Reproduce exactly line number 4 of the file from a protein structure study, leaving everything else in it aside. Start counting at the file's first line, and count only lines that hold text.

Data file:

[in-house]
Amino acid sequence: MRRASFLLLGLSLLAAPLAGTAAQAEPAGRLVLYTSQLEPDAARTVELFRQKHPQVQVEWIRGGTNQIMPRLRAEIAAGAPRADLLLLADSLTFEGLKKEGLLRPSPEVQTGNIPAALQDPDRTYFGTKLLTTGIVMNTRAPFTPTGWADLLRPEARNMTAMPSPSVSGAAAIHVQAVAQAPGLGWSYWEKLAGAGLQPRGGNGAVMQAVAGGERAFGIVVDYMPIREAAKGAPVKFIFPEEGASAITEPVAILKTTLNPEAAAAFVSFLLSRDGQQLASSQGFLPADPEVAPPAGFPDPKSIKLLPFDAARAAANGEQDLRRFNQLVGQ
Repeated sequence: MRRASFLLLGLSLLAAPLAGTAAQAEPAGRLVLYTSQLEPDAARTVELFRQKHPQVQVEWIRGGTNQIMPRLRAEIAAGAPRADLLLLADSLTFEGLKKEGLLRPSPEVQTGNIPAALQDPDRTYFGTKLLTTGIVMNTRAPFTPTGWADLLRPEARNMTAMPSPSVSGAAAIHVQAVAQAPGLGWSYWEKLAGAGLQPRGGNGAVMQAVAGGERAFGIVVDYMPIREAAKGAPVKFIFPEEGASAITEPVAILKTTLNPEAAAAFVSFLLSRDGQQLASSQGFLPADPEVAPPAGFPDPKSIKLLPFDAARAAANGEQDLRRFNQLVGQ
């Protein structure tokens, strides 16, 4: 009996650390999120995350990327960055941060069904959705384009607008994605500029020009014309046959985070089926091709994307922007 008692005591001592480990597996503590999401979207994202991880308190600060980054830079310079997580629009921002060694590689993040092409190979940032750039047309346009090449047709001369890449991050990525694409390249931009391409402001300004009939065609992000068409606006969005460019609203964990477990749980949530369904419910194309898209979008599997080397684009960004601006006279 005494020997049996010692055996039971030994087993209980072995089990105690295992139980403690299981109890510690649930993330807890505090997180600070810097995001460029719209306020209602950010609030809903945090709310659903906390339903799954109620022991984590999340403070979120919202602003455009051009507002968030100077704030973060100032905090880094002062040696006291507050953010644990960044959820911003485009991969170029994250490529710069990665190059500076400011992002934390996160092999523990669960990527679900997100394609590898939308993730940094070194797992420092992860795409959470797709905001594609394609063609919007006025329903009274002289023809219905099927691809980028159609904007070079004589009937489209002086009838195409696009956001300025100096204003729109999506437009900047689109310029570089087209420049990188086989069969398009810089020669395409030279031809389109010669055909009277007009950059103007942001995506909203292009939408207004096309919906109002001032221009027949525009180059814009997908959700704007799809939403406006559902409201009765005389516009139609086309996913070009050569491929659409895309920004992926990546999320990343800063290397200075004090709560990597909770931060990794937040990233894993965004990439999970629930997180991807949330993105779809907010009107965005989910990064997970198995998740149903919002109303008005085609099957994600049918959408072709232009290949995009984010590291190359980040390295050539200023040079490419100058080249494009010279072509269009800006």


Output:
């Protein structure tokens, strides 16, 4: 009996650390999120995350990327960055941060069904959705384009607008994605500029020009014309046959985070089926091709994307922007 008692005591001592480990597996503590999401979207994202991880308190600060980054830079310079997580629009921002060694590689993040092409190979940032750039047309346009090449047709001369890449991050990525694409390249931009391409402001300004009939065609992000068409606006969005460019609203964990477990749980949530369904419910194309898209979008599997080397684009960004601006006279 005494020997049996010692055996039971030994087993209980072995089990105690295992139980403690299981109890510690649930993330807890505090997180600070810097995001460029719209306020209602950010609030809903945090709310659903906390339903799954109620022991984590999340403070979120919202602003455009051009507002968030100077704030973060100032905090880094002062040696006291507050953010644990960044959820911003485009991969170029994250490529710069990665190059500076400011992002934390996160092999523990669960990527679900997100394609590898939308993730940094070194797992420092992860795409959470797709905001594609394609063609919007006025329903009274002289023809219905099927691809980028159609904007070079004589009937489209002086009838195409696009956001300025100096204003729109999506437009900047689109310029570089087209420049990188086989069969398009810089020669395409030279031809389109010669055909009277007009950059103007942001995506909203292009939408207004096309919906109002001032221009027949525009180059814009997908959700704007799809939403406006559902409201009765005389516009139609086309996913070009050569491929659409895309920004992926990546999320990343800063290397200075004090709560990597909770931060990794937040990233894993965004990439999970629930997180991807949330993105779809907010009107965005989910990064997970198995998740149903919002109303008005085609099957994600049918959408072709232009290949995009984010590291190359980040390295050539200023040079490419100058080249494009010279072509269009800006």